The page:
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DHL rolls out new same-day delivery service for online retailers

Jumping back into domestic B2C deliveries, DHL's new software platform gives shoppers a seamless shopping and delivery experience.

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A decade after scaling back its US domestic delivery business, DHL is jumping back into the competitive space with a new service, called DHL Parcel Metro, that helps online retailers meet the growing demand for same-day and next-day deliveries.

The Parcel Metro software platform taps a network of "crowd-sourced" drivers, DHL says, that can provide last-mile delivery in specific cities and regions. The local delivery vendors, DHL says, meet "rigorous quality standards" and are selected to ensure maximum capacity.

The service offers an interface for shoppers, through which they can track shipments and leave special instructions for the courier. Retailers can customize the interface with their own branding.

"Eighty-six percent of consumers associate delivery as part of their total online shopping experience, according to research, thus it's important for DHL to offer services that not only meet their needs, but do so in a highly consistent fashion," Lee Spratt, CEO, DHL eCommerce Americas, said in a statement.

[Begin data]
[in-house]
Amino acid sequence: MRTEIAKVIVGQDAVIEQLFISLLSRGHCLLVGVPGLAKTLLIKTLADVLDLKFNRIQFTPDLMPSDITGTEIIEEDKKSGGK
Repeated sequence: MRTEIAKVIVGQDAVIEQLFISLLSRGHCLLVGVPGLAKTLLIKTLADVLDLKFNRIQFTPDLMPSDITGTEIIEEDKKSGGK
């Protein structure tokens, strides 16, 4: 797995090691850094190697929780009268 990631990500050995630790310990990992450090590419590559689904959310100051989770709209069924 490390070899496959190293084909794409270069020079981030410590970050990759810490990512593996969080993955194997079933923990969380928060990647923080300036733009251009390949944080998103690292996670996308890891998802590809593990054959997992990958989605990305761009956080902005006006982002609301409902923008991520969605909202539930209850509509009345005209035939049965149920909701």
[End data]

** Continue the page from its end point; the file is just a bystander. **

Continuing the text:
Parcel Metro is currently available in Chicago, New York and Los Angeles. It will expand to Dallas and Atlanta in the second quarter of 2018 and then to San Francisco and Washington, DC later in the year.

The new service puts DHL in direct competition with UPS and FedEx, as well as Amazon, which is launching its own last-mile delivery service.

Meanwhile, DHL is investing in a number of other innovative technologies to improve e-commerce logistics, such as robotics and warehouse executions systems. Deploying warehouse execution systems to track inventory can increase the output capacity of a facility by upwards of 20 to 30 percent, Jim Gehr, DHL Supply Chain President of Retail, told ZDNet.

Additionally, DHL has deployed LocusBots to carry inventory and assist warehouse workers. Using hardware like the LocusBots has helped reduce the level of training warehouse workers need, Gehr said. "The technology certainly gets better all the time, but it's at a level where it's highly effective," he said.